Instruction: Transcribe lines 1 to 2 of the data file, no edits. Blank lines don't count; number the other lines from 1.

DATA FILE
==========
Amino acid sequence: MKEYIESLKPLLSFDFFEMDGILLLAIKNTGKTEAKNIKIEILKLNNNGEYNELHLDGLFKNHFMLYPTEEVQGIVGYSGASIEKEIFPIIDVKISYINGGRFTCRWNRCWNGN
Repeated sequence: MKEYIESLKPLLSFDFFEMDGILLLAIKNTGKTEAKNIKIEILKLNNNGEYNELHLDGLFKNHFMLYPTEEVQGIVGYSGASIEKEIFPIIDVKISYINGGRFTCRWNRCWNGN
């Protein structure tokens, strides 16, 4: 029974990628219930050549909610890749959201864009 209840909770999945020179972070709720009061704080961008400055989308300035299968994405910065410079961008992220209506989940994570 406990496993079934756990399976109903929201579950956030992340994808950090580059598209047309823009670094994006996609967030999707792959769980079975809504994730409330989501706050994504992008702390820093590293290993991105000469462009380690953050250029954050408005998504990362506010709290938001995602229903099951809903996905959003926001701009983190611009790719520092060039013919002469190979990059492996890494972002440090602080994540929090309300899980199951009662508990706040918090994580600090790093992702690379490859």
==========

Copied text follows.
Amino acid sequence: MKEYIESLKPLLSFDFFEMDGILLLAIKNTGKTEAKNIKIEILKLNNNGEYNELHLDGLFKNHFMLYPTEEVQGIVGYSGASIEKEIFPIIDVKISYINGGRFTCRWNRCWNGN
Repeated sequence: MKEYIESLKPLLSFDFFEMDGILLLAIKNTGKTEAKNIKIEILKLNNNGEYNELHLDGLFKNHFMLYPTEEVQGIVGYSGASIEKEIFPIIDVKISYINGGRFTCRWNRCWNGN